Rich Sanders has two words for the housing market in Pratt — very tight.
The rental market is virtually 100 percent occupied, said Sanders, a real estate broker and owner of the Sanders Agency in Pratt. Demand far exceeds supply and that has driven prices up by 10 to 20 percent in the last 18 months, exceeding increases in the local wage structure.
His company has calls almost every day from people who want to rent but can't find a suitable property.
Building new rental housing — either homes or apartment complexes — might seem to be an answer to bringing supply and demand closer together. Sanders said, however, that the rate of return in Pratt doesn't justify construction costs.
Kansas City-based MRE Capital, LLC, proposed to build a 48-unit apartment complex targeted to middle income families earlier this year. When the company did not receive state tax credits for which they had applied, they withdrew their offer to buy city-owned property.
The situation is little better in the sales market. Sanders said there are currently less than 50 homes for sale in Pratt, when he would normally expect 100 to 120 to be on the market at any given time.
A home that is properly prepared and properly priced will sell in about 30-45 days, he said, faster than is typical.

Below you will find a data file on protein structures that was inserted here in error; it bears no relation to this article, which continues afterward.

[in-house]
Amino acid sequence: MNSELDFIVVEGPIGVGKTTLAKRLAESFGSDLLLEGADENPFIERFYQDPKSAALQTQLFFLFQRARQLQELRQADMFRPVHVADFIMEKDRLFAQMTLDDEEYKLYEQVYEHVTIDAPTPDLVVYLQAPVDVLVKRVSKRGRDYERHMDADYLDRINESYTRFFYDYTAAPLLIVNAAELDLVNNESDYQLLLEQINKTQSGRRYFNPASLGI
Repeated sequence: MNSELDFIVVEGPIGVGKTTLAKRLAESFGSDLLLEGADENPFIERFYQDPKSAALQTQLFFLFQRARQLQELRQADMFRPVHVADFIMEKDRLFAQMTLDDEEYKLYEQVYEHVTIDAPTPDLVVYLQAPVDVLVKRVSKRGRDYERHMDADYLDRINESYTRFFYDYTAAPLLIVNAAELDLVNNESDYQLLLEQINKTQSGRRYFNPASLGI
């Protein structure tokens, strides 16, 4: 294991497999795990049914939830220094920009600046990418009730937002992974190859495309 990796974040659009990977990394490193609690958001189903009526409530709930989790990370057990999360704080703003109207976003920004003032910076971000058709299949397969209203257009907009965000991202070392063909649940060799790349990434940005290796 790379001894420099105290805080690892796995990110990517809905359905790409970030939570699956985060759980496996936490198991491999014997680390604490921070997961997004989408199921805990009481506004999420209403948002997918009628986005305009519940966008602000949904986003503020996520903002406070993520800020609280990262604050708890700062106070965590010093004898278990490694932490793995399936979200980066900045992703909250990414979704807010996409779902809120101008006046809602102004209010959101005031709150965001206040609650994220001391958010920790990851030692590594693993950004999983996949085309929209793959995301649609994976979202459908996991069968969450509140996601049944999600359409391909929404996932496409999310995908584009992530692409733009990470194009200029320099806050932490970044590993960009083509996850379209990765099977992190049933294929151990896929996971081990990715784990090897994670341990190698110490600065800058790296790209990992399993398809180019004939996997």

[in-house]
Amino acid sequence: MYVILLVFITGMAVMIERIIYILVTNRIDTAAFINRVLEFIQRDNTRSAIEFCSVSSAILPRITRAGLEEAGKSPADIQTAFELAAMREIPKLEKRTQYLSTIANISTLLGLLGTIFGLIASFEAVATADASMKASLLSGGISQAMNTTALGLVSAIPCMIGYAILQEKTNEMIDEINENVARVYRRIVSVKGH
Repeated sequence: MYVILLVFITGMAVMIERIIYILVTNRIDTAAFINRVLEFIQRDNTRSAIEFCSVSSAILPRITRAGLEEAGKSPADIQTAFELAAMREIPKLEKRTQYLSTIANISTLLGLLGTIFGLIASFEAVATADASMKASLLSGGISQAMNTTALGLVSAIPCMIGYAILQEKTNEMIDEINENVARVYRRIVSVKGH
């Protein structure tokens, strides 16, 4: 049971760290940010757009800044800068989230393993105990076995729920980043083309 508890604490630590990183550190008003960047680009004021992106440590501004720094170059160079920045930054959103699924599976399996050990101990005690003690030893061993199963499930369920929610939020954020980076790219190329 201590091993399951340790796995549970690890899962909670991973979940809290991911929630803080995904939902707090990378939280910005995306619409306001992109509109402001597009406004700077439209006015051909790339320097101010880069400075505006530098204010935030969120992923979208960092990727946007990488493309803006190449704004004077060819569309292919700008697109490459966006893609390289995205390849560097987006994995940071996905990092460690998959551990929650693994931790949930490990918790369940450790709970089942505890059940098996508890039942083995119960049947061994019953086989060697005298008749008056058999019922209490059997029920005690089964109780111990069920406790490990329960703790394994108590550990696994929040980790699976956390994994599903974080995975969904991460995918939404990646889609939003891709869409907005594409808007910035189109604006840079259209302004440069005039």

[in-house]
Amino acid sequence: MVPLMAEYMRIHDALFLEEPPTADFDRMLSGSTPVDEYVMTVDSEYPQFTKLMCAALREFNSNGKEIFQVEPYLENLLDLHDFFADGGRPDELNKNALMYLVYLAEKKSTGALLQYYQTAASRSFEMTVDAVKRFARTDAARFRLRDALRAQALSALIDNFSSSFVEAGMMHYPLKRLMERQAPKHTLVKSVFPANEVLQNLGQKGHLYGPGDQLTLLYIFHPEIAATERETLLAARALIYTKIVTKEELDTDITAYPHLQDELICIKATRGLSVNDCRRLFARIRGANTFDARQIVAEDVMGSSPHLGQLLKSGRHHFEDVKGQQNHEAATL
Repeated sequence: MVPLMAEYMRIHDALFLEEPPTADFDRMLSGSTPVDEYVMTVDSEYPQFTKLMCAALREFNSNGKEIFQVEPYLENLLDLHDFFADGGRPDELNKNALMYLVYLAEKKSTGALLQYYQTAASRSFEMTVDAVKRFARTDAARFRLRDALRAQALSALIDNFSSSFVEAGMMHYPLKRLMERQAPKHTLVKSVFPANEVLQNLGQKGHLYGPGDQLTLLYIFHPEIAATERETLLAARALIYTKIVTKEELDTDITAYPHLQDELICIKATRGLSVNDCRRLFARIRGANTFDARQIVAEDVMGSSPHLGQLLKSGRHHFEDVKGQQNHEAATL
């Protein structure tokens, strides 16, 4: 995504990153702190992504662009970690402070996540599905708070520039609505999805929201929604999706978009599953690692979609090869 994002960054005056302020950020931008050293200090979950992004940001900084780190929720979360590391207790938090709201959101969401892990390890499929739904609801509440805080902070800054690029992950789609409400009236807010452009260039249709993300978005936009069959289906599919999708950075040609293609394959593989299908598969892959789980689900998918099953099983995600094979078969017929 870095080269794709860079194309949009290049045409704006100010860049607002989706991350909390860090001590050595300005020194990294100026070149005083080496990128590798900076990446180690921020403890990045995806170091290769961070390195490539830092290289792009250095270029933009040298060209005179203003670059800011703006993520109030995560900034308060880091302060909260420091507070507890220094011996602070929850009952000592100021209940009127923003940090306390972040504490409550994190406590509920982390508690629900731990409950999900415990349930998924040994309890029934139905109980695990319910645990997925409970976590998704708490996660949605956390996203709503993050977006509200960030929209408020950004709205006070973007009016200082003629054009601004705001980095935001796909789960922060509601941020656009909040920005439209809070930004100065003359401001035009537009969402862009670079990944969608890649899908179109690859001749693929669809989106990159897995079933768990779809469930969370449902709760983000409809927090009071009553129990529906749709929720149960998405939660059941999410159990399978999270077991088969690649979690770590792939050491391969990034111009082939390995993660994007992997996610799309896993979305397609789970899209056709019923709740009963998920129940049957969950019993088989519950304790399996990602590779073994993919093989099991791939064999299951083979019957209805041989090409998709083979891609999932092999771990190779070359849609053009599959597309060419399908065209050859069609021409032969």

Sanders doesn't see a quick solution.
"We've got a problem in the market, in all smaller, rural markets," he said. "We don't have enough demand to support high volume, low cost homes. We can't attract spec builders who come in and build 30 to 40 homes, taking advantage of economies of scale."
Nor does Pratt have the wage base to support large-scale new housing developments.
Pratt has experienced tight housing market conditions in the past, but not to this degree, Sanders said.
When the market got tight in the early 1980s, the solution came when the oil business collapsed and companies like Texas Energies and Halliburton left town.
"We're not going to see companies go out of here with 50 or 60 employees," he predicted. "I don't know what's going to fix it. We need some new housing built, some new affordable housing built."
The Sandy Creek subdivision, being developed by the City of Pratt, will provide lots for building that are not currently available. Sanders estimated there were fewer than half a dozen suitable lots throughout the city, besides Sandy Creek. How the lots are priced will affect how attractive they are to potential homebuilders.
"Sandy Creek is going to help tremendously," said Jan Scarbrough, executive director for Pratt Area Chamber of Commerce and Pratt Area Economic Development Corporation. "It will give people who want to move up and want out of a home built in the '80s a place to go."
Adding housing is a concern of city leaders.
"We want to encourage business growth and new businesses in Pratt, and we want quality housing," Scarbrough said. "We'll see growth, but it won't happen overnight."
Short-term workers in the oil and wind industries have found short-term solutions, at hotels or in recreational vehicle parks. Workers who will be in the area a couple of years want to rent a home to provide stability for their families. Those homes are hard to find.